In 2023, e-commerce is big business, and has been this way for a couple of decades now.
In the MENA region, the sector has only been catching up in the past several years or so, for many reasons. Last-mile delivery in the region was shoddy at best, the online payments landscape was a fraction of what it is today, not to mention the high percentage of unbanked individuals that exist in the region, and finally, there was a lack of a wide variety of brands catering to consumer needs. Back then, if you wanted to buy online in a country like the UAE, Souq.com (now Amazon.ae) was one of the few reliable e-tailers on the market.
Fast-forward a few years and one pandemic later, and we are seeing notable growth rates. Recent data revealed that one facet of e-commerce in the MENA region, B2C, is in fact swiftly catching up to global superpowers like the United States and China. This has been thanks to rising internet penetration rates, growing incomes, high possessions of smartphone devices, the increasing presence of global players, and enhanced supply chain solutions.
In light of this increased activity, we are seeing more e-commerce brands pop up than ever before, many of which are a few steps away from a breakthrough success. This is where a company like Opontia comes in.
The origins of Opontia
Founded in February 2021, the UAE-headquartered startup specialises in acquiring e-commerce brands and scaling them. Unlike a VC, for example, it only focuses on brands that are actively making a profit, which reduces risk and ensures their portfolio is comprised of winning brands.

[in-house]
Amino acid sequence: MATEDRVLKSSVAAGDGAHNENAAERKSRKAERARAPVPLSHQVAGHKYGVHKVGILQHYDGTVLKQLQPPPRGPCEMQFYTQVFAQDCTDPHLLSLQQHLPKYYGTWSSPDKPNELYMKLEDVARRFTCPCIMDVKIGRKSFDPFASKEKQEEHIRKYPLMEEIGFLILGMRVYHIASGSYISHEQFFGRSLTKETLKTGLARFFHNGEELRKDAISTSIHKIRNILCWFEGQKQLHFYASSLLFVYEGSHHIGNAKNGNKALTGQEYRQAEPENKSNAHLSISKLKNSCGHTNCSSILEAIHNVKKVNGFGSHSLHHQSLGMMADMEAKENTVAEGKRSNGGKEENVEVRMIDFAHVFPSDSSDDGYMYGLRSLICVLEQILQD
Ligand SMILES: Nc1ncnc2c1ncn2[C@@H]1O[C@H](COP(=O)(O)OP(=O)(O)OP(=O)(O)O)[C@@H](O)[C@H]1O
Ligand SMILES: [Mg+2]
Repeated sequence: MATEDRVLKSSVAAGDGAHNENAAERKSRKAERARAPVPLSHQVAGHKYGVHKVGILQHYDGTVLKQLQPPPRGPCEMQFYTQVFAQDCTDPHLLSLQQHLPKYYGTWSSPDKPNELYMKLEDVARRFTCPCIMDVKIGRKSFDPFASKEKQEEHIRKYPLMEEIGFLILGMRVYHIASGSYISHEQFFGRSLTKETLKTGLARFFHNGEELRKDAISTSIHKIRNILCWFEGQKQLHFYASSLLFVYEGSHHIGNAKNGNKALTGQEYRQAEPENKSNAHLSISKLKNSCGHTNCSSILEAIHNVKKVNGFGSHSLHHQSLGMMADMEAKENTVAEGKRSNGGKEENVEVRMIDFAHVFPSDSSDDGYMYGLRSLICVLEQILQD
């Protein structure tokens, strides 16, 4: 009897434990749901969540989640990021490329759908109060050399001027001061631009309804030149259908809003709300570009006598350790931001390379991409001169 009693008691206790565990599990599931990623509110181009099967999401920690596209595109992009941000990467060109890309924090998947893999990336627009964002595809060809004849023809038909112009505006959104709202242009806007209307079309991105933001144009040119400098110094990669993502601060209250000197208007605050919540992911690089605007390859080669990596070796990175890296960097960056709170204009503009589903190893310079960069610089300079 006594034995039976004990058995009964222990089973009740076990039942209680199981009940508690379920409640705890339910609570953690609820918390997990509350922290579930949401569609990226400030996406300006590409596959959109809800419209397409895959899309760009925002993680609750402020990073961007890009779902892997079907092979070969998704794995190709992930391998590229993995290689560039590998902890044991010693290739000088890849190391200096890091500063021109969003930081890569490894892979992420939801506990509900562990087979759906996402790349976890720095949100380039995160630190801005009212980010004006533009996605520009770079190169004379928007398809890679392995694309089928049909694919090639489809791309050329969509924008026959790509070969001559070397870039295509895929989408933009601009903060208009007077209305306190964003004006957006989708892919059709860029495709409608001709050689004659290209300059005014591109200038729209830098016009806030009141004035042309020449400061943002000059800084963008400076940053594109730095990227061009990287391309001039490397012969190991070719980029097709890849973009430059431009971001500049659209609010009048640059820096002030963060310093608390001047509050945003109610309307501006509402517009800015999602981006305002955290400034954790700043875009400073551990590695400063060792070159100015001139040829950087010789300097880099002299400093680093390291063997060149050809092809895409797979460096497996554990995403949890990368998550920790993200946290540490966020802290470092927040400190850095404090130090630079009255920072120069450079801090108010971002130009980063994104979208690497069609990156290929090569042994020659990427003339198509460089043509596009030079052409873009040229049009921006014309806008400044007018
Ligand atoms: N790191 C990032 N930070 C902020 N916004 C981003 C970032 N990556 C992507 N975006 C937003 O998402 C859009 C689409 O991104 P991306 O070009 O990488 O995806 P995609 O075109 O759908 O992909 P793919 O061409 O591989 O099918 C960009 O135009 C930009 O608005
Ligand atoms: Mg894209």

While we have seen similar instances of this business model internationally, such as with Germany’s Razor Group and US-based Branded Group, it doesn’t have much precedence in MENA. This has been one of the reasons the company has been able to amass significant funding in such a short period of time. By the end of 2021, less than a year post-launch, Opontia had raised a total of $17 million in equity and $25 million in debt, from investors including Raed Ventures, Global Founders Capital, Partners for Growth, Upper 90, VentureSouq, and Hosam Arab, founder of regional BNPL unicorn Tabby. The company has even received support from Tushar Ahluwalia, the CEO of its aforementioned German counterpart, Razor Group.
Aside from the novelty of the business model, the fact Opontia only acquires profitable brands means there is much less risk involved for investors. Additionally, the company is founded by experienced execs Philip Johnston and Manfred Meyer, who have spent time in venture and finance ecosystems around the world, with roles across companies like Lazada, Rocket, Alibaba, Digikala, and McKinsey, among others.
Manfred Meyer (left) and Philip Johnston (right), the co-founders and co-CEOs of Opontia
The co-founders complement each other well, as Johnston comes from a finance background, while Meyer is more involved in the operational side of e-commerce.
Speaking with the Abu Dhabi SME Hub, Johnston explained that Meyer had moved to the UAE a few years back and had founded a sort of precursor to their current venture. The company he launched at the time was an e-commerce enabler that helped brands and businesses sell on platforms like Amazon and noon. The strategy and aspirations behind this company ended up informing what would later become Opontia.
“We had seen that there was a funding gap in the market,” Johnston said. “There were many e-commerce sellers that had founded businesses which were profitable and growing but couldn’t scale them… there was no exit path for them.